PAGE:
Review Summary: For Tomorrow: A Guide to Contemporary British Music, 1988-2013 (Part 63)
Now this is how you reintroduce yourself.
Following One Touch
’s mild success, the original lineup of the Sugababes quickly succumbed to infighting and Siobhán Donaghy left the group and Hedi Range stepped in to replace her. One Touch
didn’t meet London Record’s sales expectations and the group was dropped, leaving the group adrift before being scooped up by Island Records. The plot had shifted on the girls so fast they had to scramble to reintroduce themselves to a pop world that had already forgotten about them.
So, in Spring 2002 the Sugababes dropped a cover of Adina Howard’s “Freak Like Me”, which quickly became a number one hit.
Basically, with “Freak Like Me” the Sugababes didn’t ask for pop dominance, they just stepped up and asserted it. Walked right up the UK pop charts and said “Yeah this is ours now” and the people gladly acquiesced. Producer Richard X snatches Gary Numan’s “Are ‘Friends’ Electric?” and beefs up the drums until they slam through the speakers with vicious authority, shifting Howard’s original G-funk vibes to something steely and futuristic. Meanwhile, the trio play it cool and authoritative, issuing demands for pleasure that sound like they’re not going unheeded.
As the Sugababe’s sophomore effort Angels With Dirty Faces
’s opening track, “Freak Like Me” is followed by the squelchy “Blue”, that stays tight and claustrophobic during the verses before shooting skyward for an acoustic guitar backed chorus. Then we hit “Round Round”, a devastatingly catchy song that rides a genius percussion loop that reportedly inspired the entire song. It was the group’s second number one single and, like their first, there’s just something inevitable about that fact. There was nowhere else for a song of this caliber to go. Three upbeat pop cuts means it’s ballad time and the girls have placed a big one in the 4th position. “Stronger” works, not off its tried and true affirmations, but because it knows how to escalate things. Tough drums keep the rising strings from getting too big for the song to contain. By the end of the song you’re walking a little taller and taking firmer steps.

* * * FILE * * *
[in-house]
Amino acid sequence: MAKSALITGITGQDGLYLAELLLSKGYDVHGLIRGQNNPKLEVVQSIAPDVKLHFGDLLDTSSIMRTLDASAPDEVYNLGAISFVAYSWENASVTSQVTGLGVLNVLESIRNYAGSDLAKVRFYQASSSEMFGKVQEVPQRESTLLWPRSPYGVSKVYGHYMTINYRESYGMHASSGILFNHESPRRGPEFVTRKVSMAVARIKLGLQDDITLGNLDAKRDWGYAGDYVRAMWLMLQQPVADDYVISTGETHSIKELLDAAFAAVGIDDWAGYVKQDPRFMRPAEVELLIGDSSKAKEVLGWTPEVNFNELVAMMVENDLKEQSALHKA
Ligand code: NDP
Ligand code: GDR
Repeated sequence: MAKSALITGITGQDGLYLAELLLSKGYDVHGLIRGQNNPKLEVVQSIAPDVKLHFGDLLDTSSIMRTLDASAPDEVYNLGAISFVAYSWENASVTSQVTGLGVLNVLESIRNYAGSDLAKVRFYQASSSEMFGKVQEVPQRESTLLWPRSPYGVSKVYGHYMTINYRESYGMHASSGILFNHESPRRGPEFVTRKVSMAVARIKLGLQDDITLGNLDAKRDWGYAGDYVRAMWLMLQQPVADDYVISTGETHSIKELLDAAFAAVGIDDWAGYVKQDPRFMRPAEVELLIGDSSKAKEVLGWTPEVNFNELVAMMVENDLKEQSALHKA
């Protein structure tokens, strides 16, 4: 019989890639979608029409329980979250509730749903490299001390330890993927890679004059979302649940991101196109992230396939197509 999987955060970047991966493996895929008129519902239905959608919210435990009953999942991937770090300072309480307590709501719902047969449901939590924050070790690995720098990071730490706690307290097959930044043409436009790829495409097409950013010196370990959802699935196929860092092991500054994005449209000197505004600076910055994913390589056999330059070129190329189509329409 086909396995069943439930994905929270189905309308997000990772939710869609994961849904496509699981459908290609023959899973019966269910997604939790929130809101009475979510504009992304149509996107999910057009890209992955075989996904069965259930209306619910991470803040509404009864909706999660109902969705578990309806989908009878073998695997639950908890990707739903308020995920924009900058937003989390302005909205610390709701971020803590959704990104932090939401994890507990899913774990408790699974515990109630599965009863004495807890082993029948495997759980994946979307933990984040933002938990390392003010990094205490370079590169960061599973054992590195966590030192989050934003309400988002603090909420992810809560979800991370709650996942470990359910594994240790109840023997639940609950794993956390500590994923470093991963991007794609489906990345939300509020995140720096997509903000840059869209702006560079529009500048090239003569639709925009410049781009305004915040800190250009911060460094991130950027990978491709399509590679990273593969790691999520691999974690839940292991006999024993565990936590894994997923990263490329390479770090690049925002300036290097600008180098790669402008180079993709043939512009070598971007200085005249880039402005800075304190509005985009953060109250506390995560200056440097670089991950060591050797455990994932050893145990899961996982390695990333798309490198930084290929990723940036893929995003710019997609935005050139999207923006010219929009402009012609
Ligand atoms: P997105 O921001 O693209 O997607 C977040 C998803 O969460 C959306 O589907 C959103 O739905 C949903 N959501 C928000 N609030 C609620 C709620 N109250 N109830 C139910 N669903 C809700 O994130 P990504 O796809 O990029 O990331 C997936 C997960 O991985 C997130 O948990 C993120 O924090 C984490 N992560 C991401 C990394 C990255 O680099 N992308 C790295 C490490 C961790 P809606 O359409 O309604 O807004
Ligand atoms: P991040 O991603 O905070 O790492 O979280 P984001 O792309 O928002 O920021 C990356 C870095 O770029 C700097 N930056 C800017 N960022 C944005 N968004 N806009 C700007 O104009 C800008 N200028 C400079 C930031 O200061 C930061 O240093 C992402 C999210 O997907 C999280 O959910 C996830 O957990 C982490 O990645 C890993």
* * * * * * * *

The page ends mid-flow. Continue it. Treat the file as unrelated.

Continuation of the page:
Nothing else on Angels With Dirty Faces
comes close to its opening run but, aside from the self explanatorily creepy “Virgin Sexy”, there isn't a bad song on it either. The title track, “Shape”, and closer “More than a Million Miles” are all excellent examples of compact forward thinking pop.
wasn’t a bad album by any means but in the wake of the Sugababe’s ensuing decade of pop innovation and dominance, it feels like prelude. All 5 singles released from Angels With Dirty Faces
peaked inside the top 20 with 4 hitting the top 10. The story of the Sugababes as an entity begins with One Touch
, but the story of the Sugababes as UK pop titans begins here.